How do you measure CPU pressure?

How do you measure CPU pressure?

Rate This
  • Comments 14

It is important to understand whether CPU pressure is affecting SQL Server performance.  This is true even in the case where SQL Server is the only application running on a particular box.  The System object Perfmon counter Processor Queue length is not necessarily an effective way of measuring CPU pressure in SQL Server.  To see why this is the case, we first must take a brief (and simplified) look at the SQL Server Execution Model.

 

SQL Server uses a User Mode Scheduler (UMS) to control the execution of SQL Server user requests (SPIDs or session_ids).  The UMS does not replace the Windows scheduler but rather, manages the execution of SQL Server requests (without returning control to Windows).  So when SQL Server gets its time slice from the Windows scheduler, the SQL Server UMS manages what user requests are run during this time.   In a 4-proc scenario, there will be 4 User Mode Schedulers, one for each CPU.  Each UMS uses a number of constructs (queues, lists and worker threads) to govern execution.  At any given time, each UMS will have at most a single running user, a runnable queue of requests that are waiting for CPU, a waiter list (for resources such as IO, locks, memory), and a work queue (user requests that are waiting for worker threads).

 

The runnable queue can be likened to a grocery analogy where there are multiple check out lines.  The register clerk is the CPU.  There is just one customer checking out e.g. “running” at any given register.  The time spent in the checkout line represents CPU pressure.  The longer the line, the longer the waits, hence more CPU pressure.

 

OK, back to SQL Server.  Assume the following for a single UMS:  SPID 51 is currently running.  The Runnable Queue consists of SPIDs 60, 55, 87 & 79.  The Waiter list includes SPIDS 55, 84 & 72.  The Work queue is empty.  Now, assume the running SPID 51 needs physical IO.  Two things will happen.  SPID 51 is moved to the wait list until the IO is completed and the next session_id in the runnable queue, SPID 60, begins to run.  When the IO is complete, SPID 51 is moved to the bottom of the runnable queue which now consists of SPIDS 55, 87, 79 & 51.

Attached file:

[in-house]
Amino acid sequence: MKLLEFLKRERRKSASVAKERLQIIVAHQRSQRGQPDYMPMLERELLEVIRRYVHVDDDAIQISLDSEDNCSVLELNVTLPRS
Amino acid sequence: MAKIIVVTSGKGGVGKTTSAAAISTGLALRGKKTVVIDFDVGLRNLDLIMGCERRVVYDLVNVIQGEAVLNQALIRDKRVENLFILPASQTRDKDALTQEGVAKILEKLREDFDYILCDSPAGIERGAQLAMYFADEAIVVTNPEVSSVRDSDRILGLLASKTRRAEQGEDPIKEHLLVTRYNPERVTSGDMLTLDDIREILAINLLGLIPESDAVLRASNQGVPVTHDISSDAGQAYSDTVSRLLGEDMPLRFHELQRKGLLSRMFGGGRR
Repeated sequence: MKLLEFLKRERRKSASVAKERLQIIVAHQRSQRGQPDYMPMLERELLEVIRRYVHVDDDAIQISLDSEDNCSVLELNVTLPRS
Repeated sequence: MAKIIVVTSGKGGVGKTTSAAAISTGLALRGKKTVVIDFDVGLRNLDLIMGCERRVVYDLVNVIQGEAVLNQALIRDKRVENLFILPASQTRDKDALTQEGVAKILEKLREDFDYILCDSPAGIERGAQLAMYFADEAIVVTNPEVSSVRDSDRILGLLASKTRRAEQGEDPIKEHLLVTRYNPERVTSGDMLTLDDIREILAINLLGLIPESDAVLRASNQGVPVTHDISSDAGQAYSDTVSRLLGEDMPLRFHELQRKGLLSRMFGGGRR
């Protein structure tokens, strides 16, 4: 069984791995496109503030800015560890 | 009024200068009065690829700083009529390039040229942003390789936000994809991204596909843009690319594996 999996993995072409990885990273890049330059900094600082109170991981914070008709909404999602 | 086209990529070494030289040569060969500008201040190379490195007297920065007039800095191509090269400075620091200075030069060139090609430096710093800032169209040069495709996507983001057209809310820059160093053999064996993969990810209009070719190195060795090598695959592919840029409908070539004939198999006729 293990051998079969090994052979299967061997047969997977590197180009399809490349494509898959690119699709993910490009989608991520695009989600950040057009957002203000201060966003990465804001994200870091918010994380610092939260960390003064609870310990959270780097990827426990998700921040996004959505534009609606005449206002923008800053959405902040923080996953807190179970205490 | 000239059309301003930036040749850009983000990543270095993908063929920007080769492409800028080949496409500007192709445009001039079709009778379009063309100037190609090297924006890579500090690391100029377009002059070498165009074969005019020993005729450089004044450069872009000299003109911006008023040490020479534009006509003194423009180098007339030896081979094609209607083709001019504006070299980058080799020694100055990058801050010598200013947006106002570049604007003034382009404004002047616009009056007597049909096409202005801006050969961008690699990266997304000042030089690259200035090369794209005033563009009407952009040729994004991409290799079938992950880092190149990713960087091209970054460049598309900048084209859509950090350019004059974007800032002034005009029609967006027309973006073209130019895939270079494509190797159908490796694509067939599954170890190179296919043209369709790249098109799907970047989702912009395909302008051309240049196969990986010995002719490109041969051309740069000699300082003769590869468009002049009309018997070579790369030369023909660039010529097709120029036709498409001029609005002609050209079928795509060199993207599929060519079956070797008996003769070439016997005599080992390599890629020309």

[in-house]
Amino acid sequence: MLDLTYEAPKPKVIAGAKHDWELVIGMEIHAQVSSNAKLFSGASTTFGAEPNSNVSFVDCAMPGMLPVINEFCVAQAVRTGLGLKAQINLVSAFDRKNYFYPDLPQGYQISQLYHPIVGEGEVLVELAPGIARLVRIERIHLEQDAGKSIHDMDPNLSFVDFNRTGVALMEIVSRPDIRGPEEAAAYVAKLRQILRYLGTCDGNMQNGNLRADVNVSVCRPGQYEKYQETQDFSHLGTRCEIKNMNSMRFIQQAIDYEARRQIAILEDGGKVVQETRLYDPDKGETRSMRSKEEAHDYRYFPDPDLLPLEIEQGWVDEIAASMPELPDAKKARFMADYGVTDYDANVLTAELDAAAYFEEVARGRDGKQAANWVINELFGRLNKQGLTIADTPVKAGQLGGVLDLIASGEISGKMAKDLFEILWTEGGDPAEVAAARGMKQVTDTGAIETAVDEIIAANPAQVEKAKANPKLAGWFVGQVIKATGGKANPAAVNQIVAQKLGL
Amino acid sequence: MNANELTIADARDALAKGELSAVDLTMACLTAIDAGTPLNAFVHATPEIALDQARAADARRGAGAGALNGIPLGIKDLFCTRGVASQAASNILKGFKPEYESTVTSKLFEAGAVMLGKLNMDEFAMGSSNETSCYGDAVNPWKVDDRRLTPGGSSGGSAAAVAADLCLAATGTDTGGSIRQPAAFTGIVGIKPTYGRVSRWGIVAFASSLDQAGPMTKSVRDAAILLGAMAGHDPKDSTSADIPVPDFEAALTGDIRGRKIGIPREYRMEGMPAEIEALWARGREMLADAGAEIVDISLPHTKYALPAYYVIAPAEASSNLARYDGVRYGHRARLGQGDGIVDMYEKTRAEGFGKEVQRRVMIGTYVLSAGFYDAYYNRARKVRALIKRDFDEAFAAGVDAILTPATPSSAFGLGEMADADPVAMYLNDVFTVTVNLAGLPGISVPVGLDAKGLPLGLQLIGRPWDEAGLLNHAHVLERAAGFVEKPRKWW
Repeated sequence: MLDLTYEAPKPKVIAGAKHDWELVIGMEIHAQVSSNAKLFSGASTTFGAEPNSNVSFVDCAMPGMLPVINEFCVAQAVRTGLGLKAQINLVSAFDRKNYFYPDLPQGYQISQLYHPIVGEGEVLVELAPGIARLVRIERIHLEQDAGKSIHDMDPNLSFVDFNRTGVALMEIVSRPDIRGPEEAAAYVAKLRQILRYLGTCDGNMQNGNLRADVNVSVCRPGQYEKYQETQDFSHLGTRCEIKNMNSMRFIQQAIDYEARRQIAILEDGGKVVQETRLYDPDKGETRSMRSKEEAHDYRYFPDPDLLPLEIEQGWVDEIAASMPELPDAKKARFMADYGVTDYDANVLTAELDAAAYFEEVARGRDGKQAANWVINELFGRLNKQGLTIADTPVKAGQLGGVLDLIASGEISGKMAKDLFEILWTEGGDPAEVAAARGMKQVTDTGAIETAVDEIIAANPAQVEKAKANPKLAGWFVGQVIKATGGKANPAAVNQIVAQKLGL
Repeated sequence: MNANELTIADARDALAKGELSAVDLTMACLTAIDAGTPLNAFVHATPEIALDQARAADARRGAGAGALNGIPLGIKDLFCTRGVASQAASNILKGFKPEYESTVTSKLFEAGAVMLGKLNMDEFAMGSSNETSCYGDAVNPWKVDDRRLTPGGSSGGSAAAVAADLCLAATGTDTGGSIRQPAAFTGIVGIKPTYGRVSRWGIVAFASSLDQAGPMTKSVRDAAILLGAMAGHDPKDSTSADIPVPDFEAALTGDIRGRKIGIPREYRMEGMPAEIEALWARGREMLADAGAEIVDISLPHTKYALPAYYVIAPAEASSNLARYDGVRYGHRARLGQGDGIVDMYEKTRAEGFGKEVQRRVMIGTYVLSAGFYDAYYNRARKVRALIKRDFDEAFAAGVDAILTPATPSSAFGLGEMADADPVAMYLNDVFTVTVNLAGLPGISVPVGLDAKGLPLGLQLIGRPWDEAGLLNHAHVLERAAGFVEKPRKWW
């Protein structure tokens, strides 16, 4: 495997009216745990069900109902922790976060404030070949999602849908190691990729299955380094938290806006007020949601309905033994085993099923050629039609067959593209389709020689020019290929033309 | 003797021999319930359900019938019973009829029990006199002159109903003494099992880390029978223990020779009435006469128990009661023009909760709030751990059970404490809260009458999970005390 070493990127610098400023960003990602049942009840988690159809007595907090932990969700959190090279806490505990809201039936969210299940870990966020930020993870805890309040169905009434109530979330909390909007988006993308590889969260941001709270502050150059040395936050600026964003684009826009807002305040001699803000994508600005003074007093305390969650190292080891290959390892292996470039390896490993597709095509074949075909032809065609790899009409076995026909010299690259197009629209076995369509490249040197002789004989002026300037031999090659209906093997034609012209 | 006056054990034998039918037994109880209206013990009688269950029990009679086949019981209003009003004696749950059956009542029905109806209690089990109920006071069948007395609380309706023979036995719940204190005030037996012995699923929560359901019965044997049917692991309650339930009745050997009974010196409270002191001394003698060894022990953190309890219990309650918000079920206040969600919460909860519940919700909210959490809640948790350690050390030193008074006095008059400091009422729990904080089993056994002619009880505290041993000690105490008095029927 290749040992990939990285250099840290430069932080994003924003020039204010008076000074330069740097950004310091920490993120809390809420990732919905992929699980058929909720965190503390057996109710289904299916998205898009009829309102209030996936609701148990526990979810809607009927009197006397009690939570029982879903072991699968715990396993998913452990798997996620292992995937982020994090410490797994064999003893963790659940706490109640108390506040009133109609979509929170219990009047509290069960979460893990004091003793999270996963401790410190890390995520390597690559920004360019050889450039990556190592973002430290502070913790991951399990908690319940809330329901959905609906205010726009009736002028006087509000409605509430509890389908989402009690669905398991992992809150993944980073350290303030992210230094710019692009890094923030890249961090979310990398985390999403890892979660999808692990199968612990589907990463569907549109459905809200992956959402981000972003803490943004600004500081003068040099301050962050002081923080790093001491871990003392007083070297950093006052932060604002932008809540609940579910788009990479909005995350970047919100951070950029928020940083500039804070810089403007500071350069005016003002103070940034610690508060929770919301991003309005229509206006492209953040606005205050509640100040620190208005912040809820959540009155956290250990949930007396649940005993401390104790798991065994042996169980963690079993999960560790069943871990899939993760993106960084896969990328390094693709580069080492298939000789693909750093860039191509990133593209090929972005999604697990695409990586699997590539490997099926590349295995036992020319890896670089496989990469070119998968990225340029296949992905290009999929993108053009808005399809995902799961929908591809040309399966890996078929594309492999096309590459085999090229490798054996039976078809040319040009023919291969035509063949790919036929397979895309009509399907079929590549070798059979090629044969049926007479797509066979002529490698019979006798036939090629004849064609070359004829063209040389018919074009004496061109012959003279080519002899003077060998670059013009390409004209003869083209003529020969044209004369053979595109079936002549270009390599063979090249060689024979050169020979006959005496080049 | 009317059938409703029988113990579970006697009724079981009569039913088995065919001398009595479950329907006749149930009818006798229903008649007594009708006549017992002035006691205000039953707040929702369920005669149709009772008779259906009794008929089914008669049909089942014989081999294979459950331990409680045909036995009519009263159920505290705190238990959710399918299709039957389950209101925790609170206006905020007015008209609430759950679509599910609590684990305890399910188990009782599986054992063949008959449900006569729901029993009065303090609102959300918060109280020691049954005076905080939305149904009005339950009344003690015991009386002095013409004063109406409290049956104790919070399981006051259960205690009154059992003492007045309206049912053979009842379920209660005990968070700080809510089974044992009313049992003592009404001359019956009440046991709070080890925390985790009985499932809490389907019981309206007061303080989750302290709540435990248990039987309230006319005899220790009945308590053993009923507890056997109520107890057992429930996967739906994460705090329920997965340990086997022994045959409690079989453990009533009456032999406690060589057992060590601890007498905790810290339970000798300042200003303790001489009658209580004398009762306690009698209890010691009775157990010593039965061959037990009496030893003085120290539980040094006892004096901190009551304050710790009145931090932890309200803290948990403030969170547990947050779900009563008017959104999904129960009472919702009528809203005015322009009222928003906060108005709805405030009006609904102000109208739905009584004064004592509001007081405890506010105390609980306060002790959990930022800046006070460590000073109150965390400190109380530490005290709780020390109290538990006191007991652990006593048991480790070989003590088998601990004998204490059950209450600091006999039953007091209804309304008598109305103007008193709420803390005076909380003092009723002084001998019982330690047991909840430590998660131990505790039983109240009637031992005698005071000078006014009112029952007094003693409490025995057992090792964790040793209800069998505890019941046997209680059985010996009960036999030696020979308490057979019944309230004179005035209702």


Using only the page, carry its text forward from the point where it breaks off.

Given this scenario, the total amount of time waiting consists of resource and signal waits.  The time waiting for a resource is shown as Resource Waits.  The time waiting in the runnable queue for CPU is called Signal Waits.  In SQL Server 2005, waits are shown in the Dynamic Management View (DMV) sys.dm_os_wait_stats.  The query to measure cpu pressure is as follows:

 

---- Total waits are wait_time_ms

Select signal_wait_time_ms=sum(signal_wait_time_ms)

          ,'%signal (cpu) waits' = cast(100.0 * sum(signal_wait_time_ms) / sum (wait_time_ms) as numeric(20,2))

          ,resource_wait_time_ms=sum(wait_time_ms - signal_wait_time_ms)

          ,'%resource waits'= cast(100.0 * sum(wait_time_ms - signal_wait_time_ms) / sum (wait_time_ms) as numeric(20,2))

From sys.dm_os_wait_stats

You can initialize or clear out SQL Server 2005 waitstats with the statement dbcc sqlperf ([sys.dm_os_wait_stats],clear) with no_infomsgs.  In SQL Server 2000, waits can be seen by looking at DBCC SQLPERF (WAITSTATS). 

 

If you have SQL–dedicated box it is conceivable that you could have high signal waits indicating CPU pressure and still have a low processor queue length.   In such cases, a faster CPU could reduce signal waits but just focusing on the low processor queue length as a measure of CPU contention may lead to the erroneous conclusion that CPU is fine.

 

In conclusion, if Signal Waits are a significant percentage of total waits, you have CPU pressure which may be alleviated by faster or more CPUs.  Alternately, CPU pressure can be reduced by eliminating unnecessary sorts (indexes can avoid sorts in order & group by’s) and joins, and compilations (and re-compilations).  If Signal Waits are not significant, a faster CPU will not appreciably improve performance.

 

Tom Davidson

Leave a Comment
  • Please add 7 and 6 and type the answer here:
  • Post
  • Tom,

    Very interesting and timely in our case! We are right now looking at CPU utilization in our organization and this is sure helpful. One question though, I know it’s hard to give specifics, but in orders of magnitude how much is a significant percentage? Is 80% too high, 50%...more than 30%?

    Thanks for the insight!

    Darryl
  • Hello Darryl,